The two films in this programme are from the BBC series of four film / poems by Tony Harrison made under the title Loving Memory. The film / poems were produced and directed by Peter Symes and were broadcast by the BBC in July and August 1987.
“The beautiful and increasingly powerful series” – Nancy Banks-Smith, The Guardian
“Tony Harrison’s series will linger in the memory.” – Elizabeth Cowley, Daily Mail
Mimmo Perella non e piu (1987) 41 min
In a custom unique to Naples when you die you are buried, only to be dug up again two years later. The body is examined by the family and if it is dry, the remains are placed in one of the many marble lockers in the walls of the Poggioreale cemetery. The film / poem follows Mimmo Perrella and the many servants of the ceremony of death as he sets out on this unique voyage towards the final resting place, exploring what consolation belief in an afterlife gives to those who remain behind.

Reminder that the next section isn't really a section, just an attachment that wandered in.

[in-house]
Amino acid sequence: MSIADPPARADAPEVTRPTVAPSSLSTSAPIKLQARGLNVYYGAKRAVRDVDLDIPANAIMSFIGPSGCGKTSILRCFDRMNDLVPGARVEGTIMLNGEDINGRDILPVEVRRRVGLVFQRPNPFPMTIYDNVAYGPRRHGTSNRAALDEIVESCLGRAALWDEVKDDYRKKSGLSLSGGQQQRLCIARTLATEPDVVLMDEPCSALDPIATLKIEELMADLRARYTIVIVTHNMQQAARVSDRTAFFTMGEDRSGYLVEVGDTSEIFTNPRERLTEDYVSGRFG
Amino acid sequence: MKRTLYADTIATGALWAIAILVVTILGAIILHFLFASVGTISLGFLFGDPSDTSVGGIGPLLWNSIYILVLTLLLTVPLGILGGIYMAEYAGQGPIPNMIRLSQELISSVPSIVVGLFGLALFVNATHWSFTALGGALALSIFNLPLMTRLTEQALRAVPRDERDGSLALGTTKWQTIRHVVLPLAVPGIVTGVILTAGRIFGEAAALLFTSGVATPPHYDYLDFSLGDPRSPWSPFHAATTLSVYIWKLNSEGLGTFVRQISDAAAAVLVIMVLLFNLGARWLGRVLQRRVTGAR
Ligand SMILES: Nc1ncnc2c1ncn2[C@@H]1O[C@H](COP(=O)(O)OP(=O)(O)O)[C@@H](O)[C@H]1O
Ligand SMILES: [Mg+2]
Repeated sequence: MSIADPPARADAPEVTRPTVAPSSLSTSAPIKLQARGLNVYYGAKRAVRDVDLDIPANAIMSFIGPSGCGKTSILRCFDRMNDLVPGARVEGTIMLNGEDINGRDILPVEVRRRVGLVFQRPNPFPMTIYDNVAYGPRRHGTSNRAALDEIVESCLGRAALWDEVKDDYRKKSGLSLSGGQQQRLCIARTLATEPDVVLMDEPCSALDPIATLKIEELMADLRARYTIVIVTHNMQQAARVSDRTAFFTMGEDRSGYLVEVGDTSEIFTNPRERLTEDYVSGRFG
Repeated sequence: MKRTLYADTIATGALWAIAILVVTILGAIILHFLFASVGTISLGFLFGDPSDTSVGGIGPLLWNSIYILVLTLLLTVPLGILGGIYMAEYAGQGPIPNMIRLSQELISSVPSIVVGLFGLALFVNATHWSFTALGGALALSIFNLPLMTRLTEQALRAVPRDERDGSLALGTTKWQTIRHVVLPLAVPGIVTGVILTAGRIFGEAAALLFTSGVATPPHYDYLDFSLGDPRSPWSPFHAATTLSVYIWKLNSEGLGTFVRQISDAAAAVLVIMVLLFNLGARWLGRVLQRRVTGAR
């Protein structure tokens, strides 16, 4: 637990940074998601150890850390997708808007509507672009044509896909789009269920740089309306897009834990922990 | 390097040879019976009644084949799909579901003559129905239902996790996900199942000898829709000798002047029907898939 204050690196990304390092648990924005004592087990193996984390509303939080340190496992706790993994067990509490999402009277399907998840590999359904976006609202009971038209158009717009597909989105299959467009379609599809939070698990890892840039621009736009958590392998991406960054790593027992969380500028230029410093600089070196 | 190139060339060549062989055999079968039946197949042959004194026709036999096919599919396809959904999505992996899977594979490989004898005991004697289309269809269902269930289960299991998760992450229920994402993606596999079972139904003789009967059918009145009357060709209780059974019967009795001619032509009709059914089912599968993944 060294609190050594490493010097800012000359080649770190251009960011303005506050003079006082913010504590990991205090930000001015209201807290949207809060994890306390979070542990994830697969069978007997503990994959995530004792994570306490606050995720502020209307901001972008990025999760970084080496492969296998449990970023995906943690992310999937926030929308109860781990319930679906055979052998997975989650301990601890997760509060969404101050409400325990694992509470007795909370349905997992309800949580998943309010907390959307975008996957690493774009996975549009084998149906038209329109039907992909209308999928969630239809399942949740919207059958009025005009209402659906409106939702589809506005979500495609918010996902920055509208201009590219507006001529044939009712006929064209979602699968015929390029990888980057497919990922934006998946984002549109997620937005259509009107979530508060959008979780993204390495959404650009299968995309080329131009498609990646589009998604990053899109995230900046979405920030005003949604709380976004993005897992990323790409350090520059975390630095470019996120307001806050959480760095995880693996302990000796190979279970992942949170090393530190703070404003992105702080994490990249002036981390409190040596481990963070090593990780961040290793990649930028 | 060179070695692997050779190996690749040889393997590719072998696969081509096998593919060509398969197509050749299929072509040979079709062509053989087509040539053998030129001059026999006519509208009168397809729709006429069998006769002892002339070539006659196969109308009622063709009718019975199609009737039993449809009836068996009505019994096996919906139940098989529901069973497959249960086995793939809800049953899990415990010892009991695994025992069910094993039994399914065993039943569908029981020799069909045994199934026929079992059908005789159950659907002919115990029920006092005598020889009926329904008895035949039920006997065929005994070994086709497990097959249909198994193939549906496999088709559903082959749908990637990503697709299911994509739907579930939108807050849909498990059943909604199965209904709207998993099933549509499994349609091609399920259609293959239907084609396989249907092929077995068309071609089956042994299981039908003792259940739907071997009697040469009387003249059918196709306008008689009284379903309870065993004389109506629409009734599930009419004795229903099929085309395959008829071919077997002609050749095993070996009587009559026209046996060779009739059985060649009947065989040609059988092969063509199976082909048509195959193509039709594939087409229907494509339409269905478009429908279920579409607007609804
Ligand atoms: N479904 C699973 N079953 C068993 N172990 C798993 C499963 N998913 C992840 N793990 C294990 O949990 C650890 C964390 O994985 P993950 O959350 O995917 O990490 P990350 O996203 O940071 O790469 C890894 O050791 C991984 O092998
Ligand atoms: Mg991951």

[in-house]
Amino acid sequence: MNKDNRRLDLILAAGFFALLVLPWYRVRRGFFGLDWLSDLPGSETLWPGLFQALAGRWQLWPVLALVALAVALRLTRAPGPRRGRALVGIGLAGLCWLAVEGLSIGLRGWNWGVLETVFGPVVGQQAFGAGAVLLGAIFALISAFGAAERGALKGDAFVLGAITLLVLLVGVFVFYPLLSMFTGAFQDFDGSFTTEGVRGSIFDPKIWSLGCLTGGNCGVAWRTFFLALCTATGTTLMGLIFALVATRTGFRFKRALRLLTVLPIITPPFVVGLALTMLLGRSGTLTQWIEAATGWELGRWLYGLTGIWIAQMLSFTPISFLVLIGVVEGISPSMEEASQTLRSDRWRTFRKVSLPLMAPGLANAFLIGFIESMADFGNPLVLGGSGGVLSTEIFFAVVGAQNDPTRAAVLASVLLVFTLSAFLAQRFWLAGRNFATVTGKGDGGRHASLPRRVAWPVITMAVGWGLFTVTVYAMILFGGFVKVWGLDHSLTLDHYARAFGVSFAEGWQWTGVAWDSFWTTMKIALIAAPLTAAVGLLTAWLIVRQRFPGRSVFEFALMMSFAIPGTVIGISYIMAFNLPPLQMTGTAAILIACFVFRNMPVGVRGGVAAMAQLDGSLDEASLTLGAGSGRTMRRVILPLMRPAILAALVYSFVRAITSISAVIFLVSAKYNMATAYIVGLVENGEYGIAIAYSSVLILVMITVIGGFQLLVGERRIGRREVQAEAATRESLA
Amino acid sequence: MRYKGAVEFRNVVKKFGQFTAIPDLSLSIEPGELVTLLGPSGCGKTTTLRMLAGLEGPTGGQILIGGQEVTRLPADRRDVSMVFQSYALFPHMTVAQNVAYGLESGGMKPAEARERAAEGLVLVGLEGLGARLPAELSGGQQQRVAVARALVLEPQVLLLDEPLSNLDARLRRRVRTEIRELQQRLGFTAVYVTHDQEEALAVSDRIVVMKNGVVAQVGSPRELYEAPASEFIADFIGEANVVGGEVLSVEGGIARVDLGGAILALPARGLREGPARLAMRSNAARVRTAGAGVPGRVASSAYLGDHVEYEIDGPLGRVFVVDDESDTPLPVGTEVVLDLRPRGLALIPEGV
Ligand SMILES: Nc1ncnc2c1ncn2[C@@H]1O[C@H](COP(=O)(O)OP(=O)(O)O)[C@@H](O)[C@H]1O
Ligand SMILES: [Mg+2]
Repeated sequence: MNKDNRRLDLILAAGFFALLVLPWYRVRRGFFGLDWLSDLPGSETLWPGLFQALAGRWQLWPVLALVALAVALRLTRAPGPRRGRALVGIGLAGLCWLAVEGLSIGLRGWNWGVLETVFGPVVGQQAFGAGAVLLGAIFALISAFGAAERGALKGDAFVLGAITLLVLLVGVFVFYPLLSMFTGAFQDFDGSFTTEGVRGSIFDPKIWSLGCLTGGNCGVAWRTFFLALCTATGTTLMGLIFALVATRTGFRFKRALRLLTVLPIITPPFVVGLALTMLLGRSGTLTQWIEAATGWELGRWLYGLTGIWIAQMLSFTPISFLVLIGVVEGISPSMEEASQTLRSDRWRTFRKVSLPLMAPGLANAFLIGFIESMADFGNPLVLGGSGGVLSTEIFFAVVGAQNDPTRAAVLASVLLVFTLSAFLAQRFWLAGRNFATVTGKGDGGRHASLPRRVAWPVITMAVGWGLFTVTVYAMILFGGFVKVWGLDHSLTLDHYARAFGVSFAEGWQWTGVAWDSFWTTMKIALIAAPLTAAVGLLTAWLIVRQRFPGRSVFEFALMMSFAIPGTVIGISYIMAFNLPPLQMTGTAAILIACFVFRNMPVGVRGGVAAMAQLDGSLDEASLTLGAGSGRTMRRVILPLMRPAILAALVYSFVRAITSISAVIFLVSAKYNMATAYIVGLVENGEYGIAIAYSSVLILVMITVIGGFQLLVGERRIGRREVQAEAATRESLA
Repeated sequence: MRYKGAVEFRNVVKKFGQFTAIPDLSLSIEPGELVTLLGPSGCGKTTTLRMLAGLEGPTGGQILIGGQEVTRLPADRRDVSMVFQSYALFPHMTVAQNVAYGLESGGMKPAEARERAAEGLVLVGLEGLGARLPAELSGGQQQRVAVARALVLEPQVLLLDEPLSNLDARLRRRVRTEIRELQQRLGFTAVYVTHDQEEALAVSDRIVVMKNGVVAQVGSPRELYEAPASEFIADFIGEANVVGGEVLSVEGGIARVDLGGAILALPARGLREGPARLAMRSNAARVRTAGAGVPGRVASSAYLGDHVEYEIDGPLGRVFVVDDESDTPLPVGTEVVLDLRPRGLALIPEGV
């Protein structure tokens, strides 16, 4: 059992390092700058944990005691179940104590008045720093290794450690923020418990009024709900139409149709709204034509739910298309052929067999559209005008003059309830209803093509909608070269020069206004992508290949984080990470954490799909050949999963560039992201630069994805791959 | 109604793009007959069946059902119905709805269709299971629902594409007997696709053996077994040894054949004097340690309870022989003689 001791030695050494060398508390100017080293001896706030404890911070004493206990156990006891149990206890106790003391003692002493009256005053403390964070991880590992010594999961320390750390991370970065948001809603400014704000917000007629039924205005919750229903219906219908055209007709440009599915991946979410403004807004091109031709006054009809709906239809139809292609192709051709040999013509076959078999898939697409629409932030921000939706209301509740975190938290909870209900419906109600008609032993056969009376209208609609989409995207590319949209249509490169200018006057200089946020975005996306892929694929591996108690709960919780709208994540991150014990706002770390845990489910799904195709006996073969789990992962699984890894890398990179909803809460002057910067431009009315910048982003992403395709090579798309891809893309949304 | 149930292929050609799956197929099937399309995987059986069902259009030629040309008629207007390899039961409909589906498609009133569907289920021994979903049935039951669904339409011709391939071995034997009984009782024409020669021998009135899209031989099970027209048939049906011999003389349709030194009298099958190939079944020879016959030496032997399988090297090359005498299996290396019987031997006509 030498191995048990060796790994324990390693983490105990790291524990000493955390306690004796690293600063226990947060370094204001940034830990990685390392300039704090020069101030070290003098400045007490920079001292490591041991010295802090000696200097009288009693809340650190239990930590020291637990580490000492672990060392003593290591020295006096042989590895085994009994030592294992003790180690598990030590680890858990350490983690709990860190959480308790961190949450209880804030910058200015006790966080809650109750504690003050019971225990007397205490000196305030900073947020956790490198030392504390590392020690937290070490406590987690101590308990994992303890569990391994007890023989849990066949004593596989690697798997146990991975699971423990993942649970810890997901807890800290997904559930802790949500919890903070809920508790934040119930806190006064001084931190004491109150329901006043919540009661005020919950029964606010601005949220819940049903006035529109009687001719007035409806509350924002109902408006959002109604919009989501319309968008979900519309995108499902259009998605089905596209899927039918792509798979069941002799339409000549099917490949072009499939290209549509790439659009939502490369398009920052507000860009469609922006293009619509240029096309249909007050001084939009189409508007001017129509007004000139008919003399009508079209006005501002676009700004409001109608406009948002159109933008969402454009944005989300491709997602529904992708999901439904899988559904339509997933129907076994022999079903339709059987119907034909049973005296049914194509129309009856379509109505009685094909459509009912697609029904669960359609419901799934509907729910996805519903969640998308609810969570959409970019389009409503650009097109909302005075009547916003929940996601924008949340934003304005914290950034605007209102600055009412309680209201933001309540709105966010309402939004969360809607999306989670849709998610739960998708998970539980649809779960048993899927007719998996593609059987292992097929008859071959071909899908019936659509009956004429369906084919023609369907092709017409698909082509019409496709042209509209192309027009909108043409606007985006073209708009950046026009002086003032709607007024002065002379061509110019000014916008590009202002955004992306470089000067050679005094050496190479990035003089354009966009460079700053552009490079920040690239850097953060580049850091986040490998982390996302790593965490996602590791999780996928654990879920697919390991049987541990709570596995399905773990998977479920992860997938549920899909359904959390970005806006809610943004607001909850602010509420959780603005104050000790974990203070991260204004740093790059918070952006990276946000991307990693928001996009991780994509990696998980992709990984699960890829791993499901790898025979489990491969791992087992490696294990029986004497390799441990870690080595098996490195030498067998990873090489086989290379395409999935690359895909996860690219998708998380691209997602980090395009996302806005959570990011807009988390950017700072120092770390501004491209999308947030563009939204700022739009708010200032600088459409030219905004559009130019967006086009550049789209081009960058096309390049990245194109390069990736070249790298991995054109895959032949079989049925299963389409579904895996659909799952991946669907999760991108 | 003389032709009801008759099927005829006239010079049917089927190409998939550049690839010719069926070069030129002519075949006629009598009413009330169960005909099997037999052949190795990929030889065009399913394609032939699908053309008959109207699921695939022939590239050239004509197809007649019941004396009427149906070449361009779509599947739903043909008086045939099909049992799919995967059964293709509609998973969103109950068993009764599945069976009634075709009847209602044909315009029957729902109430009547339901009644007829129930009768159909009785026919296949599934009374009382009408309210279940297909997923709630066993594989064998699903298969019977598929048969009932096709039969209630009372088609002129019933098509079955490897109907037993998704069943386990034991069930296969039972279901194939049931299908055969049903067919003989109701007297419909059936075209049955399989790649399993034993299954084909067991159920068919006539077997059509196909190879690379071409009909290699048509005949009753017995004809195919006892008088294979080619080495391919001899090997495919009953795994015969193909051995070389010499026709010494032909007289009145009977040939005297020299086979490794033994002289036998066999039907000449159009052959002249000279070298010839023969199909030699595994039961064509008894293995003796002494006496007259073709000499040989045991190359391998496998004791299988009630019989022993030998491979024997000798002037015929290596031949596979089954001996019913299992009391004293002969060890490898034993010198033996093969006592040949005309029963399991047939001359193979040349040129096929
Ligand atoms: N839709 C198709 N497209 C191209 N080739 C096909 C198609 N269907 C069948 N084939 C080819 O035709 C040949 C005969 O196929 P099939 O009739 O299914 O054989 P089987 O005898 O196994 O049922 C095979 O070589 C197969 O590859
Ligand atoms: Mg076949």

“Harrison’s compelling and hypnotic poem commentary.” – London Evening Standard
“He wove all the necessary information into his poem with impeccable craft, and at the same time struck exactly the right note.” – The Spectator
“Had me goggling at the box, my jaw dropped to knee level and my eyes bulging like chapel pegs.” – Sally Vincent, Today
Cheating The Void (1987) 40 min
‘Time running out for Europe, and for man …’
Our memory was given a new resource when film was invented – and a critic who first witnessed people moving on a screen in 1895 said: “Now death shall cease to be absolute”. But film was only one means used by 19th-century Europeans to reduce the impact of death.
In an age of rising prosperity, the rapidly expanding city populations spent lavishly on their tombs, vying with each other to build ambitious memorials.
In this film / poem Tony Harrison tours the great burial grounds of Europe, from Pere Lachaise in Paris to the Ohlsdorf in Hamburg. In each location he explores the struggle between memory and oblivion: what memory may have gained with every new resource it has to defend constantly against the greater powers of oblivion
“compelling and hypnotic” – Evening Standard
“A meditation among the tombstones of some celebrated burial grounds in which his mournful verses finally came into their own”– Philip Purser, Daily Mail.
“The verse was well-wrought and gently addictive” – Andrew Hislop, Times